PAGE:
The amount of oil produced world-wide has not increased significantly since 2005. Sure we’ve found major new reserves, but they’re harder to access and more expensive to produce. The cheap oil of that drove the hyper-progress of the 20th century is gone. Get ready. It’s gonna get bumpy.
We are entering an era in which we are effectively going through a economic phase change. In physics, when we move through a phase change, physical characteristics of the material begin to go “critical” and fluctuate wildly the closer we get to the transition. According to economists, the same thing is happening with oil prices. And it’s not going to stop for a long while.
John Timmer, writing on Nobel Intent points out what follows:
“That has some pretty significant consequences. Of the 11 recessions the US has experienced since World War II, 10 have been preceded by a sudden change in oil prices. The US isn’t alone, either. Italy’s entire trade deficit, which has contributed to its financial troubles, can be accounted for by the rise in imported oil. The world, it seems, has allowed its economies to become entirely dependent upon fossil fuels. “If oil production can’t grow, the implication is that the economy can’t grow either,” the authors write. “This is such a frightening prospect that many have simply avoided considering it.”
And it’s not just oil that poses problems. US coal production peaked in 2002, and the global peak has been predicted to hit as soon as 2025. The last time global coal reserves were evaluated, in 2005, the total was cut by more than half compared to previous estimates. Fracking has boosted the production of natural gas dramatically, but even here the authors find some reasons for concern. Recent reports suggest that shale gas reserves have been overestimated, and many fields that have been in production for a while have experienced large declines in production.
The commentary concludes that we simply can’t rely on any fossil fuel to provide a stable and economic source of energy for more than a couple of decades. And, given the economic shocks that result from rapid changes in energy prices, that’s a serious problem. “Economists and politicians continually debate policies that will lead to a return to economic growth,” the authors note. “But because they have failed to recognize that the high price of energy is a central problem, they haven’t identified the necessary solution: weaning society off fossil fuel.””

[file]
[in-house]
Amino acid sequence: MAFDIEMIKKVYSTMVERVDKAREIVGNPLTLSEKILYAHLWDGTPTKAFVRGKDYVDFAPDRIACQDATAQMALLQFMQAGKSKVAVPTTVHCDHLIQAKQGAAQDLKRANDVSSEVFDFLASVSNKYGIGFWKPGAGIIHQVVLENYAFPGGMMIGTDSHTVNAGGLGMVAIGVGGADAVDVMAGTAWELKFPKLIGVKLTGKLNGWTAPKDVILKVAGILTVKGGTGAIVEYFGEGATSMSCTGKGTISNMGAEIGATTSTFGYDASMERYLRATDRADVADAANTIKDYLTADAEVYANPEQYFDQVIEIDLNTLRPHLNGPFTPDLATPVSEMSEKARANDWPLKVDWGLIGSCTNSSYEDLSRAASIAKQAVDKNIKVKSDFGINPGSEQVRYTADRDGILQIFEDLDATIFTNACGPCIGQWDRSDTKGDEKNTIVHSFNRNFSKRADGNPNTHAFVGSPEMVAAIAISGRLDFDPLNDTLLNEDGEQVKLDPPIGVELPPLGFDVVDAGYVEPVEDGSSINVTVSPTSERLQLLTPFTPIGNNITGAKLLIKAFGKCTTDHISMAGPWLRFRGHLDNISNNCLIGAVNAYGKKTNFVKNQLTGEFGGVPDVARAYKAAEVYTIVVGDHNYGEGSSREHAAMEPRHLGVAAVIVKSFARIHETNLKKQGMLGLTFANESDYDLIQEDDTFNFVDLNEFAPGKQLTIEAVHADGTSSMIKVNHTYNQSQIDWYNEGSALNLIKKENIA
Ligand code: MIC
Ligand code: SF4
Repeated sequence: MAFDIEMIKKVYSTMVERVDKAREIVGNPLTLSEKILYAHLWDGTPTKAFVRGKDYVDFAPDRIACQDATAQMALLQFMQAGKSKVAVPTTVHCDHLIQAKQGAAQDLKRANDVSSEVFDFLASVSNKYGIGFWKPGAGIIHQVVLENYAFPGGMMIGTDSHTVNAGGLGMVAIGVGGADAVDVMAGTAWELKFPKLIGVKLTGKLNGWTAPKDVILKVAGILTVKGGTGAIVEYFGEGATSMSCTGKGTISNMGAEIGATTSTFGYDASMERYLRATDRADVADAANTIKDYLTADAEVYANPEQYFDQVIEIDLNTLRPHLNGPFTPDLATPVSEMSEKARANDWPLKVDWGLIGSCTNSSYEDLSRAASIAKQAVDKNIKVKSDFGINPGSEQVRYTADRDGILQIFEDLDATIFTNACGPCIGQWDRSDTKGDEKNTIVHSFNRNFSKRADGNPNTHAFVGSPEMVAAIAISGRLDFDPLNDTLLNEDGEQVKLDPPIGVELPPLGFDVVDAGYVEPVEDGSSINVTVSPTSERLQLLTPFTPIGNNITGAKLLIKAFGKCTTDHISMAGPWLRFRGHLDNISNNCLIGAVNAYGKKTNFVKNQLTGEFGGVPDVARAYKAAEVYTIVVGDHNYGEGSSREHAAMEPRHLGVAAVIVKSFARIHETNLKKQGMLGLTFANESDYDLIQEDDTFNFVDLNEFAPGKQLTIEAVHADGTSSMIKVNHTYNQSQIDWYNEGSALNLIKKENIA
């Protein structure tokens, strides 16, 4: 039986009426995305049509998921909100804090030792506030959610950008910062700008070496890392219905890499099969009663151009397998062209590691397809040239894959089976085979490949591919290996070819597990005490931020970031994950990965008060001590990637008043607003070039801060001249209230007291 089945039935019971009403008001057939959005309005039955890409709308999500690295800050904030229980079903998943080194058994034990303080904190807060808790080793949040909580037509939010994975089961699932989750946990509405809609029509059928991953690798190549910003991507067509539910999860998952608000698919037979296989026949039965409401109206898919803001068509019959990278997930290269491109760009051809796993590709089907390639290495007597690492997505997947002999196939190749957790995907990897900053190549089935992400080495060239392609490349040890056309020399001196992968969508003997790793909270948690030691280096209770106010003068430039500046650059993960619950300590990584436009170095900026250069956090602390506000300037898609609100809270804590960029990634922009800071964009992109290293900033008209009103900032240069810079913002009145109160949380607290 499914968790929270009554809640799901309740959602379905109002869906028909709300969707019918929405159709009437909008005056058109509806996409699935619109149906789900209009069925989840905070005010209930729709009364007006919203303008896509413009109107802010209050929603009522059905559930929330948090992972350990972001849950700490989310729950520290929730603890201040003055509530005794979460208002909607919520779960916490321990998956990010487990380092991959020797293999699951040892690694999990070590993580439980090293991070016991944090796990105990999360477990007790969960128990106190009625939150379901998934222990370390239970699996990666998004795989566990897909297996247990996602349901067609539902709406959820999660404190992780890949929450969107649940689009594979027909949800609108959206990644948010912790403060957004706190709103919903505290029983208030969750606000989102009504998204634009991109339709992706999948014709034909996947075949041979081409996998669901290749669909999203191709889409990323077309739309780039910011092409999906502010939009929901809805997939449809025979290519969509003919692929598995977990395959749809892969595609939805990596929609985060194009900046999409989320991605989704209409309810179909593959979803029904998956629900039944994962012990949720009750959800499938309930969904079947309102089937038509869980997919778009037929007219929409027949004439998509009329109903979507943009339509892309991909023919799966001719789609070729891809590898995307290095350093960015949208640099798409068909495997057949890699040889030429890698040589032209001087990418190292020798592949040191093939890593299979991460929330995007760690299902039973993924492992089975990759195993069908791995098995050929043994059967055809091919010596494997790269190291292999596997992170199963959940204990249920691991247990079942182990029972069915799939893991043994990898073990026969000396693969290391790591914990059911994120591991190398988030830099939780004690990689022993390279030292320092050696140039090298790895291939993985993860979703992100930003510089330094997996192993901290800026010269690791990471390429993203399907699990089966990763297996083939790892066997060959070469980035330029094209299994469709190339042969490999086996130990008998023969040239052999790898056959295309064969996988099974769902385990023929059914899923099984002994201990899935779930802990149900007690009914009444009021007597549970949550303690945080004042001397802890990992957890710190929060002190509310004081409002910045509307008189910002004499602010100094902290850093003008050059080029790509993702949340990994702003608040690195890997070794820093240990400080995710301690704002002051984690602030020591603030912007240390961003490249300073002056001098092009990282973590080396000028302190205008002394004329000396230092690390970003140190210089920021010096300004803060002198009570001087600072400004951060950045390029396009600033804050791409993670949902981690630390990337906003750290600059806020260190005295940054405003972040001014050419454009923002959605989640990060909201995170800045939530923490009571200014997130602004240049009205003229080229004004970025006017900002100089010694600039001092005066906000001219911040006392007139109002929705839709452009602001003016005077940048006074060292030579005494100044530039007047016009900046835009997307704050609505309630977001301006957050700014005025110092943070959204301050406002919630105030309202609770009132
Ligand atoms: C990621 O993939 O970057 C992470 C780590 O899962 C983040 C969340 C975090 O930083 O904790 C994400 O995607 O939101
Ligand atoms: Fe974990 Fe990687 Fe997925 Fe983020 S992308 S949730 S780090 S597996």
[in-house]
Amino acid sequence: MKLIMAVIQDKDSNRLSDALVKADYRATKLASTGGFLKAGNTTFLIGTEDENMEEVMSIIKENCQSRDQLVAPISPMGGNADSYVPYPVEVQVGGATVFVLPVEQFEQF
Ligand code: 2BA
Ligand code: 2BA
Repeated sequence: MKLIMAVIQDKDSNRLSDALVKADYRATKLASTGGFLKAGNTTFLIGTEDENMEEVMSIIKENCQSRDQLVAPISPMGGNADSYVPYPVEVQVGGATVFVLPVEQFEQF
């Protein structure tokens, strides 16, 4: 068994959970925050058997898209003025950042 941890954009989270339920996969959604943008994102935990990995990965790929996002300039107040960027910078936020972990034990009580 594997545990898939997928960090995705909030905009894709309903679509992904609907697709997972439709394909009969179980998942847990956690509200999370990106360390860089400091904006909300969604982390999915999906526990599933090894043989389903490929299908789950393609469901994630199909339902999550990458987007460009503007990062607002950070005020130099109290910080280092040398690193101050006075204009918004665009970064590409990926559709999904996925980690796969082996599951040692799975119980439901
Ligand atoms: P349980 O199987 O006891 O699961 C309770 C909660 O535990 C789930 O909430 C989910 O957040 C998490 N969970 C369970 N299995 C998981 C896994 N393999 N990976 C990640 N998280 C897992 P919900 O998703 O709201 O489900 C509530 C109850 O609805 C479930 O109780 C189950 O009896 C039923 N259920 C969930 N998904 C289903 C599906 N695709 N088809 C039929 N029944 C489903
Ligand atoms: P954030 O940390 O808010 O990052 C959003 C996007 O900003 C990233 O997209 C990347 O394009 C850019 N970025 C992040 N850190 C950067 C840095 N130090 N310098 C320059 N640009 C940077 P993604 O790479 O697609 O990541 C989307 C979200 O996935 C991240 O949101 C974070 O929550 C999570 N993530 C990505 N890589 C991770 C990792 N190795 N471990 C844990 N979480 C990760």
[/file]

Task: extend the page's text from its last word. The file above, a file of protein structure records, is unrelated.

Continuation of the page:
So what for churches? Big floor-space buildings are going to become increasingly expensive to heat and cool. So are homes. Apparently the era of large homes is over – and for the first time in years, the average floor space of new construction is decreasing.
Episcopal church buildings, built for the most part in the early part of the 20th century (or the latter part of the 19th) are pretty well adapted to an era of high energy prices. They’re small. They have high ceilings and small windows. Sometimes they have thick rock walls. They tend to be in areas where significant numbers of people can get to church without too much transportation expense.
But that’s also a bit of curse. The small size means that average attendance might necessarily be less than 200 people a Sunday – because that’s the most you can seat at one time. But that would put a congregation squarely into a class of congregations (transitional and maybe pastoral size) where the present economics are wrecking havoc with sustainable business models of congregation life. Such congregations can barely afford full-time seminary trained clergy. But with the move to the 1979 prayer book, and Eucharist being the “primary act of Christian worship on a Sunday” the need for regular clergy has increased. It’s those congregations that are feeling the squeeze right now.